A new poll obtained by San José Spotlight shows Santa Clara Supervisor Dave Cortese has a double-digit lead in the November Senate race, but his opponent is calling foul.
The poll, conducted by EMC Research, surveyed 815 likely voters in state Senate District 15 between June 11 and 19. It found that Cortese is “well-positioned” for the November race, with 41% of respondents would vote for him in the race today. His opponent, attorney Ann Ravel, who received an endorsement from former U.S. President Barack Obama this week, has 23% of voters support, the survey shows.
“It’s a good time to have this lead and this data to back up our campaign,” Cortese told San José Spotlight Thursday. “But we still have a lot of work to do.”
The poll, which was funded by Cortese’s campaign, was quickly dismissed by Ravel’s campaign as “misleading” and “unethical.”
More than one third of voters–– or 36%–– said they’re undecided or will not vote in the race to replace Sen. Jim Beall, whose seat opens in November due to term limits. The poll has a margin of error of 3.4 percentage points and was offered in English, Chinese, Spanish and Vietnamese.
Ravel’s campaign pushed back on the poll’s results, saying a two-month-old survey doesn’t reflect the current climate among voters.
“This is a push poll,” Ravel’s campaign consultant Eric Jaye said Thursday. “It is pretty extraordinary how misleading and unethical this is to release a poll conducted in June at this moment.”
Ravel, appointed by Obama in 2013 to serve on the Federal Election Commission, had previously served as chair of California’s Fair Political Practices Commission and Santa Clara County’s chief attorney. A first-time candidate, Ravel came in second with 22% of the primary vote, locking her spot in the general election in November.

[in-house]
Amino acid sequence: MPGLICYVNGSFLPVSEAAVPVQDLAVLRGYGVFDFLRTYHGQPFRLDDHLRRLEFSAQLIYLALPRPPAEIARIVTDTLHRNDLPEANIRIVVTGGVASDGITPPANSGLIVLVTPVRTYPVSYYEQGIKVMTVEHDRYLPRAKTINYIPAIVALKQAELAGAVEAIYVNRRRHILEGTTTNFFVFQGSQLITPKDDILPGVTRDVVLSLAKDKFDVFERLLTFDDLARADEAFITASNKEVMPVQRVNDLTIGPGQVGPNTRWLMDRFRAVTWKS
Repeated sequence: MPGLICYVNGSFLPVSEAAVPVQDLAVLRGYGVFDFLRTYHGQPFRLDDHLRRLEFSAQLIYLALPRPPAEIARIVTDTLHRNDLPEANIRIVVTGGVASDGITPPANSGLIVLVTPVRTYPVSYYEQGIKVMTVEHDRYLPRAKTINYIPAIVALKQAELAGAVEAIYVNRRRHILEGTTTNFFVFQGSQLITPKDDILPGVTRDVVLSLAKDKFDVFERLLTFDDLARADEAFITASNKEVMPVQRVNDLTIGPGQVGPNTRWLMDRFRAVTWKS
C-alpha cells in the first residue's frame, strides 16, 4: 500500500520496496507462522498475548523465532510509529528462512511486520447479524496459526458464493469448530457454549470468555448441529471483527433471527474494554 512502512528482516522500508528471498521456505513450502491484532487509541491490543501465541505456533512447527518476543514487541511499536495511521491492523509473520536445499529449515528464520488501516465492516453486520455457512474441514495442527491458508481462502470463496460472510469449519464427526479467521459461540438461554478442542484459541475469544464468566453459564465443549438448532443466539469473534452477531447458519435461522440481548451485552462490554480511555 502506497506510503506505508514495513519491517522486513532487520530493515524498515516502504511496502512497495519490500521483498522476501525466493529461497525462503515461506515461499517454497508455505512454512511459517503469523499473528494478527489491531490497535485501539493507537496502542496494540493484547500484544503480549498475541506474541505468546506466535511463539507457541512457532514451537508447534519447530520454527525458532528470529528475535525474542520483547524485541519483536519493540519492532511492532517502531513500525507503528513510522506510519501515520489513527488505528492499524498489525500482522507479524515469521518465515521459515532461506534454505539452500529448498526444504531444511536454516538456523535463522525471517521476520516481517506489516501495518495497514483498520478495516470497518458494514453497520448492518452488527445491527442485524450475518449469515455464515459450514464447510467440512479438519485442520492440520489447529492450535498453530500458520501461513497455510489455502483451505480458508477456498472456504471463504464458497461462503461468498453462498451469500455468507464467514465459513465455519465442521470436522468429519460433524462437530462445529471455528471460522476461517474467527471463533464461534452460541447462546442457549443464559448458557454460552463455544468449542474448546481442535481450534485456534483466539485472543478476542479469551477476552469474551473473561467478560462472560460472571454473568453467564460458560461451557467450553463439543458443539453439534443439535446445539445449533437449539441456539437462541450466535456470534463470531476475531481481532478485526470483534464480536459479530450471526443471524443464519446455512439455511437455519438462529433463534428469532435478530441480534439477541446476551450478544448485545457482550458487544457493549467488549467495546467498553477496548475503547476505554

Cortese came in first with 34% of the vote.
Ravel nabbed endorsements from San Jose Mayor Sam Liccardo, County Assessor Larry Stone, District Attorney Jeff Rosen, Supervisors Joe Simitian and Susan Ellenberg, among others. She had hoped that Obama’s recent endorsement will continue to boost her profile before ballots get to voters in October.
Cortese is endorsed by the California Democratic Party, local teachers, nurses, firefighters, Rep. Ro Khanna, Supervisor Cindy Chavez, Sheriff Laurie Smith, among others.
“Cortese is worried. He is panicking,” Jaye said of the timing of the poll’s release. “This poll is designed to mislead.”
After pollsters provided biographical information about the two candidates, Cortese’s numbers remained at 41%, while Ravel’s favorability spikes to 31% from 23%. But Cortese still leads by 10 points, the survey shows. Twenty eight percent of voters remained undecided or wouldn’t vote in the race.
Cortese also leads by 20 points after voters received a presentation with “positive information,” basic information and endorsers of the two candidates, the survey found. The presentation significantly helped voters who were still undecided, dropping the rate to 14% from 21%.
“I think that’s not a deciding factor,” Cortese said of the Obama’s endorsement. “We also worked closely with the Obama administration on a number of issues including immigration, DACA and homelessness. My opponent has some credentials with the former president, but so have I.”
A veteran lawmaker in South Bay, Cortese has another advantage over Ravel, the poll found. Nearly half of voters are not familiar with Ravel and her work in fighting for campaign finance reform and transparency measures, while only 24% are not familiar with Cortese.
Cortese also fares better than Ravel across key demographics constituencies, with 44% of Latinx voters and 44% of Democratic women supporting his campaign, the survey shows. Ravel receives 23% and 31%, respectively, of voters support from the same groups.
Cortese said Thursday that he trusts EMC Research and its polls, saying the institute is “one of the top firms in the state.”